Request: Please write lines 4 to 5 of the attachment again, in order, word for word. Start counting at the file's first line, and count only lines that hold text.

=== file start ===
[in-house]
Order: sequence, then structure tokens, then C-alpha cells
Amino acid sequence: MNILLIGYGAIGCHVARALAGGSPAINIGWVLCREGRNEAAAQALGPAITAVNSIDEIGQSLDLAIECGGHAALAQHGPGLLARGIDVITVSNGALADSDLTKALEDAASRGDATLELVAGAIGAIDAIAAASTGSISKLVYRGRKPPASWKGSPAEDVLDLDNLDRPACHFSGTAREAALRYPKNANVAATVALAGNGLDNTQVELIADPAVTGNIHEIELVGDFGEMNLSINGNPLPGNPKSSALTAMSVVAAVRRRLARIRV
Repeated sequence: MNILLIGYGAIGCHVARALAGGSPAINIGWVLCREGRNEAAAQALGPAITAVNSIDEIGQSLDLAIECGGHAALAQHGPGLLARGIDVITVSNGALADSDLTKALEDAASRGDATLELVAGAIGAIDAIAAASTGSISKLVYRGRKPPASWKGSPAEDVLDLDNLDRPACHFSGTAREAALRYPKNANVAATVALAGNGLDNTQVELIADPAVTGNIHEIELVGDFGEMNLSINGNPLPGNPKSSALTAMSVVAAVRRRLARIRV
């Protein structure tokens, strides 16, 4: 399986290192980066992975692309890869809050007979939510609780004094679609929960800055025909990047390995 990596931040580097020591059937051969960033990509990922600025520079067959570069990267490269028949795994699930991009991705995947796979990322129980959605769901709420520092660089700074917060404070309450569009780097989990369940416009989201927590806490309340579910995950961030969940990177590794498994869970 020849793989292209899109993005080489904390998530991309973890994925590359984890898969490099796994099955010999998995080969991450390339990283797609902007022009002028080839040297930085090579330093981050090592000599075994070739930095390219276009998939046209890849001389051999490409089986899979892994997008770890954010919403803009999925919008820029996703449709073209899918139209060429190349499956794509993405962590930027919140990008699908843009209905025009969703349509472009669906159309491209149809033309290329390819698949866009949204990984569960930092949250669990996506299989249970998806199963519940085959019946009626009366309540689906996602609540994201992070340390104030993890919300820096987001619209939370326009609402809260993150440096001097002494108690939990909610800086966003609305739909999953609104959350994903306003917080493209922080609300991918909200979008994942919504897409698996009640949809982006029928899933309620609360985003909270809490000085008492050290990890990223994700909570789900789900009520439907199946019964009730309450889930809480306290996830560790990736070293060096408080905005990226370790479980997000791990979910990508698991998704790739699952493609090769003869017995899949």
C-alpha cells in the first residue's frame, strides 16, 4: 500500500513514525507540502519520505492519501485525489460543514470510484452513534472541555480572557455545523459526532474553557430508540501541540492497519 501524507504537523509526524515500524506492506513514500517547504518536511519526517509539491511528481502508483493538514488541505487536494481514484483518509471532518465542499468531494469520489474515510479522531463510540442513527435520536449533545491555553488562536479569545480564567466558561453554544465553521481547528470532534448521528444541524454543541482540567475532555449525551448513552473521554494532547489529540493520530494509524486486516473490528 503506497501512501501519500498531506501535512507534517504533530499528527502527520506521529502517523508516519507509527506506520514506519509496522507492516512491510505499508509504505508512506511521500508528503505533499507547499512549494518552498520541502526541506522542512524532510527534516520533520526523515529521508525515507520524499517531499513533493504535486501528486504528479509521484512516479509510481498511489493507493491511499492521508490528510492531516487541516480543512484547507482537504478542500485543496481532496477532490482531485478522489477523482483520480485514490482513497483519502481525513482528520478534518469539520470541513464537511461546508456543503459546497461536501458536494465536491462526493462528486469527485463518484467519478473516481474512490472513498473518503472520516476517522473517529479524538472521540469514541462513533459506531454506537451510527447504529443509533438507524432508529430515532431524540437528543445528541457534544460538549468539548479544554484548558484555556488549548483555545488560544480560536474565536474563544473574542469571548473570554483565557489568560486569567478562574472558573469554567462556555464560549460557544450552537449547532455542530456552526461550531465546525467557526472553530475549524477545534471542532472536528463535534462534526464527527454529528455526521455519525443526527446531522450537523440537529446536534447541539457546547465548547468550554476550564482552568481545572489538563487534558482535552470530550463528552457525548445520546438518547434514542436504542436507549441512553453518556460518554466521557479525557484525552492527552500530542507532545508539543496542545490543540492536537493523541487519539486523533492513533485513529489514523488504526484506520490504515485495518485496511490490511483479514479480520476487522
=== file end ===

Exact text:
Repeated sequence: MNILLIGYGAIGCHVARALAGGSPAINIGWVLCREGRNEAAAQALGPAITAVNSIDEIGQSLDLAIECGGHAALAQHGPGLLARGIDVITVSNGALADSDLTKALEDAASRGDATLELVAGAIGAIDAIAAASTGSISKLVYRGRKPPASWKGSPAEDVLDLDNLDRPACHFSGTAREAALRYPKNANVAATVALAGNGLDNTQVELIADPAVTGNIHEIELVGDFGEMNLSINGNPLPGNPKSSALTAMSVVAAVRRRLARIRV
């Protein structure tokens, strides 16, 4: 399986290192980066992975692309890869809050007979939510609780004094679609929960800055025909990047390995 990596931040580097020591059937051969960033990509990922600025520079067959570069990267490269028949795994699930991009991705995947796979990322129980959605769901709420520092660089700074917060404070309450569009780097989990369940416009989201927590806490309340579910995950961030969940990177590794498994869970 020849793989292209899109993005080489904390998530991309973890994925590359984890898969490099796994099955010999998995080969991450390339990283797609902007022009002028080839040297930085090579330093981050090592000599075994070739930095390219276009998939046209890849001389051999490409089986899979892994997008770890954010919403803009999925919008820029996703449709073209899918139209060429190349499956794509993405962590930027919140990008699908843009209905025009969703349509472009669906159309491209149809033309290329390819698949866009949204990984569960930092949250669990996506299989249970998806199963519940085959019946009626009366309540689906996602609540994201992070340390104030993890919300820096987001619209939370326009609402809260993150440096001097002494108690939990909610800086966003609305739909999953609104959350994903306003917080493209922080609300991918909200979008994942919504897409698996009640949809982006029928899933309620609360985003909270809490000085008492050290990890990223994700909570789900789900009520439907199946019964009730309450889930809480306290996830560790990736070293060096408080905005990226370790479980997000791990979910990508698991998704790739699952493609090769003869017995899949």